This talk presents inference, control, and game-theoretic algorithms developed to improve traffic flow in transportation networks, implemented on HPC platforms. First, traffic estimation algorithms using crowdsourced mobile data are presented. These rely on applications of convex optimization to inverse modeling problems involving partial differential equations (PDEs). The implementation of these algorithms on mobile phones increased the accuracy of traffic information.
Second, the talk presents algorithms to control transportation infrastructure assets (metering lights, traffic lights in the arterial networks, variable speed limits, etc.). These algorithms rely on adjoint-based optimization of PDEs in discretized form. Finally, we investigate disruptions in demand due to the rapid expansion of the use of “selfish routing” apps.
These disruptions cause congestion and make traditional approaches of traffic management less effective. Game theoretic approaches to demand modeling are presented. These models encompass heterogeneous users (some using routing information, some not) that share the same network and compete for the same commodity (capacity).
Results will be presented for static loading, based on Nash-Stackelberg games, and in the context of repeated games, to account for the fact that routing algorithms learn the dynamics of the system over time when users change their behavior. HPC implementations on the NERSC cluster at LBNL will be used to demonstrate the ability to scale up algorithms for the entire LA Basin or the City of Chicago, using a parallel version of the Frank-Wolfe algorithm.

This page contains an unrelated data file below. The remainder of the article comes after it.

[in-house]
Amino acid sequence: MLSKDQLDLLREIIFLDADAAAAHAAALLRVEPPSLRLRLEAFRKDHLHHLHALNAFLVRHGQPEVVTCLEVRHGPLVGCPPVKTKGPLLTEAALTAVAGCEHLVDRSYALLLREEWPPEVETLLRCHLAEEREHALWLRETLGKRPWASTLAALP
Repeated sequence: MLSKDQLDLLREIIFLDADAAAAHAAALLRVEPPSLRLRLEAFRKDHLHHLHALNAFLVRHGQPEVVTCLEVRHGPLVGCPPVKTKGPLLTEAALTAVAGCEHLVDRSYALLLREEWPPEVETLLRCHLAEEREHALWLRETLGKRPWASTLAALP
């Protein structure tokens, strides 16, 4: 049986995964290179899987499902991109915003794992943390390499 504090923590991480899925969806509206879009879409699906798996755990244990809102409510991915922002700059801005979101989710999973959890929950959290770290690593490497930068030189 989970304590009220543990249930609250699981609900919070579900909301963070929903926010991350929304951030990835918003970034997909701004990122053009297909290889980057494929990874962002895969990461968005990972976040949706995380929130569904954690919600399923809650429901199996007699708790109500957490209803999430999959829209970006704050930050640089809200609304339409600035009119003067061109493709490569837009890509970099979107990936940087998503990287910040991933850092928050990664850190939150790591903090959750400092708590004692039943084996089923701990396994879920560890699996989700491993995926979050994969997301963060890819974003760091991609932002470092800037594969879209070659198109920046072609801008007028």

About the Speaker:
Dr. Alexandre Bayen is the Liao-Cho Professor of Engineering at UC Berkeley, in the departments of Electrical Engineering and Computer Science and Civil and Environmental Engineering. He is the Director of the Institute of Transportation Studies, and a Faculty Scientist in Mechanical Engineering at the Lawrence Berkeley National Laboratory, where he is the Director of the Transportation Initiative.
He received a BS from Ecole Polytechnique, France, and an MS and PhD from Stanford University. He has worked at NASA, and at the Department of Defense in France, where he holds the rank of Major. He has published two books and over 200 peer refereed journal and conference publications. His research has been covered hundreds of times in the mainstream media. He is the recipient of several awards, including CAREER (NSF), PECASE (White House), Ruberti Prize (IEEE), Huber Prize (ASCE), TRANNY (CTF) and Gilbreth Lecture (NAE).